Liu VX, Rosas E, Hwang JC, Cain E, Foss-Durant A, Clopp M, et al. The Kaiser permanente northern California enhanced recovery after surgery program: design, development, and implementation. Perm J. 2017;21:17–003.
Cerfolio RJ, Laliberte A-S, Blackmon S, Ruurda JP, van Hillegersberg R, Sarkaria I, et al. Minimally invasive esophagectomy: a consensus statement. Ann Thorac Surg. 2020;110(4):1417–26.
Quan H, Li B, Couris CM, Fushimi K, Graham P, Hider P, et al. Updating and validating the Charlson comorbidity index and score for risk adjustment in hospital discharge abstracts using data from 6 countries. Am J Epidemiol. 2011;173(6):676–82.
Dripps RD. New classification of physical status. Anesthesiology. 1963;24:11.
Oken MM, Creech RH, Tormey DC, Horton J, Davis TE, McFadden ET, et al. Toxicity and response criteria of the Eastern Cooperative Oncology Group. Am J Clin Oncol. 1982;5(6):649–55.
Saltzman JR, Gibson MK. Clinical manifestations, diagnosis, and staging of esophageal cancer. In: UpToDate. Waltham, MA: UpToDate; 2020 [cited 2020 Nov 24]. https://www.uptodate.com/contents/clinical-manifestations-diagnosis-and-staging-of-esophageal-cancer?search=esophageal%20cancer&source=search_result&selectedTitle=1~150&usage_type=default&display_rank=1#H3217766884.
Common Terminology Criteria for Adverse Events (CTCAE) | Protocol Development | CTEP. [cited 2020 Jan 4]. https://ctep.cancer.gov/protocolDevelopment/electronic_applications/ctc.htm.
Surveillance, Epidemiology, and End Results Program. SEER. [cited 2018 Dec 21]. https://seer.cancer.gov/index.html.
Clopper C, Pearson E. The use of confidence or fiducial limits illustrated in the case of the binomial. Biometrika. 1934;26(4):404–13.
Kleinbaum DG, Klein M. Survival analysis, vol. 2. Springer; 2005.
Zhang J, Wang R, Liu S, Luketich JD, Chen S, Chen H, et al. Refinement of minimally invasive esophagectomy techniques after 15 years of experience. J Gastrointest Surg. 2012;16(9):1768–74.
Lee J-M, Cheng J-W, Lin M-T, Huang P-M, Chen J-S, Lee Y-C. Is there any benefit to incorporating a laparoscopic procedure into minimally invasive esophagectomy? The impact on perioperative results in patients with esophageal cancer. World J Surg. 2011;35(4):790–7.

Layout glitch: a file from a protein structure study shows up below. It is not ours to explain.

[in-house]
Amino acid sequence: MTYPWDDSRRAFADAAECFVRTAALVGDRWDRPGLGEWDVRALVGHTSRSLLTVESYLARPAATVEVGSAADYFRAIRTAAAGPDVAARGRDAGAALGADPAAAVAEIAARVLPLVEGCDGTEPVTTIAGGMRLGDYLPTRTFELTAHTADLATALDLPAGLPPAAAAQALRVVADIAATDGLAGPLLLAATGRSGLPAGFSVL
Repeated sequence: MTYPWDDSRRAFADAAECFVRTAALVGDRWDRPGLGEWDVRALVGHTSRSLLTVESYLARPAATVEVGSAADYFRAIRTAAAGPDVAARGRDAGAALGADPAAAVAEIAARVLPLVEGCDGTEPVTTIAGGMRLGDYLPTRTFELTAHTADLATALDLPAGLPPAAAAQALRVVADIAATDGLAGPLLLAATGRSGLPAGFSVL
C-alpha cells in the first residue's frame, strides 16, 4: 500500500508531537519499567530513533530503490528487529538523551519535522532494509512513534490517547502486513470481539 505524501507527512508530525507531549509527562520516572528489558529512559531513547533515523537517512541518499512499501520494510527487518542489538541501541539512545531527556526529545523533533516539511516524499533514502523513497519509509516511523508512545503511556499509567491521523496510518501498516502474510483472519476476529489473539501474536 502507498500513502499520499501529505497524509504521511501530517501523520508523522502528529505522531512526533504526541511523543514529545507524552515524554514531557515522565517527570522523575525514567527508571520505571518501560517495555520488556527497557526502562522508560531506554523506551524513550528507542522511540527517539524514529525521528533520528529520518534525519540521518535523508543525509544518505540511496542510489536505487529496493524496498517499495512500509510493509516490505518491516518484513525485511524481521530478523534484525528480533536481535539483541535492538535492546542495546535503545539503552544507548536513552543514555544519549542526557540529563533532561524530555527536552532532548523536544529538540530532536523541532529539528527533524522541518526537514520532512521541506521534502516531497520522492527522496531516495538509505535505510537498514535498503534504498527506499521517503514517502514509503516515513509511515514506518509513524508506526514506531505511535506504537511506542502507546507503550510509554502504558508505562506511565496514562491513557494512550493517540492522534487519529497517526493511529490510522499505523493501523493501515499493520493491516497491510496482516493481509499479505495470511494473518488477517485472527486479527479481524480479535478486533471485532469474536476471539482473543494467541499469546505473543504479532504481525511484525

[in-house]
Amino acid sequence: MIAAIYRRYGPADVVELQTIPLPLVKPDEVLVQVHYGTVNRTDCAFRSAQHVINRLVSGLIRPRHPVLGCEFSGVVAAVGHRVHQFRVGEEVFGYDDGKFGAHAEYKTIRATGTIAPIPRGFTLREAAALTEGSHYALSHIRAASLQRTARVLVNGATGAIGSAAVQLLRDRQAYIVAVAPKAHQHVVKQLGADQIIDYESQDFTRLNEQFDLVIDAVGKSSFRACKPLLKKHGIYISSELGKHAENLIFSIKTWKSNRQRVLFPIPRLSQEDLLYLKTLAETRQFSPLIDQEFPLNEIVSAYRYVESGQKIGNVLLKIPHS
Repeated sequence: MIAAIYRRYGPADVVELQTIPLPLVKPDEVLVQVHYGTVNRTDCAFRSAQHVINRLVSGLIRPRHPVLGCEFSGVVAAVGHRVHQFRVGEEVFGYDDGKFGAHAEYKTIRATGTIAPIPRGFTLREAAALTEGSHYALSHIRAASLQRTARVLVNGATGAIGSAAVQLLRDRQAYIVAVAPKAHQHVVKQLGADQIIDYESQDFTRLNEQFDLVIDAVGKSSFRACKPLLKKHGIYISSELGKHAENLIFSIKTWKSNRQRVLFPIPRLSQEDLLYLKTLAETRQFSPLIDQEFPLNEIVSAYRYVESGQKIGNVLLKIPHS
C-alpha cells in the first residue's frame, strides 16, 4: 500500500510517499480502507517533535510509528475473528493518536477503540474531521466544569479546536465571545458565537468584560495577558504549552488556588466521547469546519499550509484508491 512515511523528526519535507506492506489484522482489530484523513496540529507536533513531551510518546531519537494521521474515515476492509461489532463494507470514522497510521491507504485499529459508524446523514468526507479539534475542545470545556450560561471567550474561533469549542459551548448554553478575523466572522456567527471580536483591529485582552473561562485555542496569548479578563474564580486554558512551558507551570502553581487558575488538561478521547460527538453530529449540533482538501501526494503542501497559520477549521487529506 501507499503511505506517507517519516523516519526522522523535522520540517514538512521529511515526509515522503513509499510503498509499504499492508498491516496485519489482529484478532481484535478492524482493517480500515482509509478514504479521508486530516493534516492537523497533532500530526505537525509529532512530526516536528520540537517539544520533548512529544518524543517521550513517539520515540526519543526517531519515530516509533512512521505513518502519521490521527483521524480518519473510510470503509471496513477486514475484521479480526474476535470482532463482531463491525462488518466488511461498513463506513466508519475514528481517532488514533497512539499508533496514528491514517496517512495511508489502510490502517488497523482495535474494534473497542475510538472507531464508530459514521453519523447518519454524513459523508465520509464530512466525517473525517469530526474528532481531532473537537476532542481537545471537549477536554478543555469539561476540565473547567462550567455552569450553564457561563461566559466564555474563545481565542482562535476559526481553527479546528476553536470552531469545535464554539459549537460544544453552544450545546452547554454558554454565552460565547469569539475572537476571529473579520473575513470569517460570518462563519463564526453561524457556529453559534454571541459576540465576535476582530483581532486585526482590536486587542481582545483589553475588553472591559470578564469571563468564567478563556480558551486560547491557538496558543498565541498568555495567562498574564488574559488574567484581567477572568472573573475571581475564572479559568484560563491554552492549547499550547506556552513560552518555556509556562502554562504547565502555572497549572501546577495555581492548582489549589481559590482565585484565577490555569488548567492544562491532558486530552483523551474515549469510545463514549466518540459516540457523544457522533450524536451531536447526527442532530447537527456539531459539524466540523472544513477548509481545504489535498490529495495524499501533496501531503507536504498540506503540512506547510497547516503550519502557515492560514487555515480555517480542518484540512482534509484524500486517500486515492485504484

Hamouda AH, Forshaw MJ, Tsigritis K, Jones GE, Noorani AS, Rohatgi A, et al. Perioperative outcomes after transition from conventional to minimally invasive Ivor-Lewis esophagectomy in a specialized center. Surg Endosc. 2010;24(4):865–9.
Schröder W, Hölscher AH, Bludau M, Vallböhmer D, Bollschweiler E, Gutschow C. Ivor-Lewis esophagectomy with and without laparoscopic conditioning of the gastric conduit. World J Surg. 2010;34(4):738–43.
This project was supported by The Permanente Medical Group’s Delivery Science and Applied Research program.
Ethics approval and consent to participate
This study was conducted under full-committee approval from the KPNC Institutional Review Board (Approval Number: 1279152 (April 30, 2017)). As a data-only, secondary analysis of existing data, the requirement for individual consent by study subjects was waived by the IRB.
The authors declare that they have no competing interests.
Springer Nature remains neutral with regard to jurisdictional claims in published maps and institutional affiliations.
About this article
Cite this article
Ashiku, S.K., Patel, A.R., Horton, B.H. et al. A refined procedure for esophageal resection using a full minimally invasive approach. J Cardiothorac Surg 17, 29 (2022). https://doi.org/10.1186/s13019-022-01765-2
- Esophageal cancer
- Minimally invasive surgery